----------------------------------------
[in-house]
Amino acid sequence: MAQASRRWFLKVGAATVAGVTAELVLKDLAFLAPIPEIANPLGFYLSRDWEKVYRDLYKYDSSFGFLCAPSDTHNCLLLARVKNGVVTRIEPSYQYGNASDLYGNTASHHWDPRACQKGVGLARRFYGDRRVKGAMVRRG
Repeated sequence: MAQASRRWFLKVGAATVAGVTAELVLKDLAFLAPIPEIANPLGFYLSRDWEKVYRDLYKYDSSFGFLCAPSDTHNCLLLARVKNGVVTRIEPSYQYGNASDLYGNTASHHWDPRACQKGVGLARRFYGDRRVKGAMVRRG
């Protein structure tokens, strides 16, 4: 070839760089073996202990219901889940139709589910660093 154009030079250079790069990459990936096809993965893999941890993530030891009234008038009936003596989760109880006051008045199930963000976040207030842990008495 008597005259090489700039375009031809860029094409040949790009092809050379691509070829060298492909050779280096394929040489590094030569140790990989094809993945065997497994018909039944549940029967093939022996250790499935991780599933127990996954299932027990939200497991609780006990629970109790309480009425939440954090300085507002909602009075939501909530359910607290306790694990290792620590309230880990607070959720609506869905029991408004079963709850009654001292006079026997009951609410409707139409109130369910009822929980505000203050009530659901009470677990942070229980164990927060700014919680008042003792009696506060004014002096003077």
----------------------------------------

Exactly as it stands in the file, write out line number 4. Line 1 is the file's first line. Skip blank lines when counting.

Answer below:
């Protein structure tokens, strides 16, 4: 070839760089073996202990219901889940139709589910660093 154009030079250079790069990459990936096809993965893999941890993530030891009234008038009936003596989760109880006051008045199930963000976040207030842990008495 008597005259090489700039375009031809860029094409040949790009092809050379691509070829060298492909050779280096394929040489590094030569140790990989094809993945065997497994018909039944549940029967093939022996250790499935991780599933127990996954299932027990939200497991609780006990629970109790309480009425939440954090300085507002909602009075939501909530359910607290306790694990290792620590309230880990607070959720609506869905029991408004079963709850009654001292006079026997009951609410409707139409109130369910009822929980505000203050009530659901009470677990942070229980164990927060700014919680008042003792009696506060004014002096003077």